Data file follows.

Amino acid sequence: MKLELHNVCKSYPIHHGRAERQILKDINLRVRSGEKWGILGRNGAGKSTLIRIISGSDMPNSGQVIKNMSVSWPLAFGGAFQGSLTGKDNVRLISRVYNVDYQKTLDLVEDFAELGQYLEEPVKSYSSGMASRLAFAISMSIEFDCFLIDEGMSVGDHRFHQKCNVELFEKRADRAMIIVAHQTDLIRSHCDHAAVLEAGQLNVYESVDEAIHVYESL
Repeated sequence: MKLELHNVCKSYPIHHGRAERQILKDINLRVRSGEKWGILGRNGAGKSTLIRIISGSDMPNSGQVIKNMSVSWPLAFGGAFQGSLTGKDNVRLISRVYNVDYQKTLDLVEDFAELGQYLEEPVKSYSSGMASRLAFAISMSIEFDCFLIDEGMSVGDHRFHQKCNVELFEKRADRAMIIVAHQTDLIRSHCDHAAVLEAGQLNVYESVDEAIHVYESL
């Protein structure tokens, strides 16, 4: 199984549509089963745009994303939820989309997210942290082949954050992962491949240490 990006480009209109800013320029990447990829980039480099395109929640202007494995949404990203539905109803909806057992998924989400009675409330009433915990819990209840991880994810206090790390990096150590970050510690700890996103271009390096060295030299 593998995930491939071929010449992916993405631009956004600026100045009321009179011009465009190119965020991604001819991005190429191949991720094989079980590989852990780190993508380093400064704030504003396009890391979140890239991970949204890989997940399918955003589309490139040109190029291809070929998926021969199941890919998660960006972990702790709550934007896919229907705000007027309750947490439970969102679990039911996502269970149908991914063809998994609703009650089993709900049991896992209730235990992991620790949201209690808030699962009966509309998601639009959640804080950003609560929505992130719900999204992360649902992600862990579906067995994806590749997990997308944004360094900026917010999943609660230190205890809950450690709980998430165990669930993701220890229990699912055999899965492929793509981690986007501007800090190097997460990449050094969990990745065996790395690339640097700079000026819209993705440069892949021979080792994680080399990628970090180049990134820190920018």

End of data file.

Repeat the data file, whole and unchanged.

Amino acid sequence: MKLELHNVCKSYPIHHGRAERQILKDINLRVRSGEKWGILGRNGAGKSTLIRIISGSDMPNSGQVIKNMSVSWPLAFGGAFQGSLTGKDNVRLISRVYNVDYQKTLDLVEDFAELGQYLEEPVKSYSSGMASRLAFAISMSIEFDCFLIDEGMSVGDHRFHQKCNVELFEKRADRAMIIVAHQTDLIRSHCDHAAVLEAGQLNVYESVDEAIHVYESL
Repeated sequence: MKLELHNVCKSYPIHHGRAERQILKDINLRVRSGEKWGILGRNGAGKSTLIRIISGSDMPNSGQVIKNMSVSWPLAFGGAFQGSLTGKDNVRLISRVYNVDYQKTLDLVEDFAELGQYLEEPVKSYSSGMASRLAFAISMSIEFDCFLIDEGMSVGDHRFHQKCNVELFEKRADRAMIIVAHQTDLIRSHCDHAAVLEAGQLNVYESVDEAIHVYESL
């Protein structure tokens, strides 16, 4: 199984549509089963745009994303939820989309997210942290082949954050992962491949240490 990006480009209109800013320029990447990829980039480099395109929640202007494995949404990203539905109803909806057992998924989400009675409330009433915990819990209840991880994810206090790390990096150590970050510690700890996103271009390096060295030299 593998995930491939071929010449992916993405631009956004600026100045009321009179011009465009190119965020991604001819991005190429191949991720094989079980590989852990780190993508380093400064704030504003396009890391979140890239991970949204890989997940399918955003589309490139040109190029291809070929998926021969199941890919998660960006972990702790709550934007896919229907705000007027309750947490439970969102679990039911996502269970149908991914063809998994609703009650089993709900049991896992209730235990992991620790949201209690808030699962009966509309998601639009959640804080950003609560929505992130719900999204992360649902992600862990579906067995994806590749997990997308944004360094900026917010999943609660230190205890809950450690709980998430165990669930993701220890229990699912055999899965492929793509981690986007501007800090190097997460990449050094969990990745065996790395690339640097700079000026819209993705440069892949021979080792994680080399990628970090180049990134820190920018």